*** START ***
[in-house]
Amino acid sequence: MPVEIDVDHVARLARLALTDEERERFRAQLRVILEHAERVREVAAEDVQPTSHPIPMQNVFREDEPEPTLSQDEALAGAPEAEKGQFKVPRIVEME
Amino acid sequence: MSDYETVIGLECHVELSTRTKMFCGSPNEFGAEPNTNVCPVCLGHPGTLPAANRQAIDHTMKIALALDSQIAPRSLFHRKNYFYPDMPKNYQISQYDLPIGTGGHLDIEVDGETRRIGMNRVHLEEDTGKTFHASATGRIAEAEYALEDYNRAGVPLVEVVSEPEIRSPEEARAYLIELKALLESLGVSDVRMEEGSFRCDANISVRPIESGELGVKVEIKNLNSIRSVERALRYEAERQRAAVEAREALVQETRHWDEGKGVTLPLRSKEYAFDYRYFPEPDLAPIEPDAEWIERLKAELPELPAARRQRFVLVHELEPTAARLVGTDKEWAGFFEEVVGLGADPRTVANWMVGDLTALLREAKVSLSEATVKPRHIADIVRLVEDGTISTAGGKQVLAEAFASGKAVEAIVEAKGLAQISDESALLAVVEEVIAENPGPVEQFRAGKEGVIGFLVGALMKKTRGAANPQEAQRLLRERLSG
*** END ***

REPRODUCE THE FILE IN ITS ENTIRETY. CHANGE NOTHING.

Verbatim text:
[in-house]
Amino acid sequence: MPVEIDVDHVARLARLALTDEERERFRAQLRVILEHAERVREVAAEDVQPTSHPIPMQNVFREDEPEPTLSQDEALAGAPEAEKGQFKVPRIVEME
Amino acid sequence: MSDYETVIGLECHVELSTRTKMFCGSPNEFGAEPNTNVCPVCLGHPGTLPAANRQAIDHTMKIALALDSQIAPRSLFHRKNYFYPDMPKNYQISQYDLPIGTGGHLDIEVDGETRRIGMNRVHLEEDTGKTFHASATGRIAEAEYALEDYNRAGVPLVEVVSEPEIRSPEEARAYLIELKALLESLGVSDVRMEEGSFRCDANISVRPIESGELGVKVEIKNLNSIRSVERALRYEAERQRAAVEAREALVQETRHWDEGKGVTLPLRSKEYAFDYRYFPEPDLAPIEPDAEWIERLKAELPELPAARRQRFVLVHELEPTAARLVGTDKEWAGFFEEVVGLGADPRTVANWMVGDLTALLREAKVSLSEATVKPRHIADIVRLVEDGTISTAGGKQVLAEAFASGKAVEAIVEAKGLAQISDESALLAVVEEVIAENPGPVEQFRAGKEGVIGFLVGALMKKTRGAANPQEAQRLLRERLSG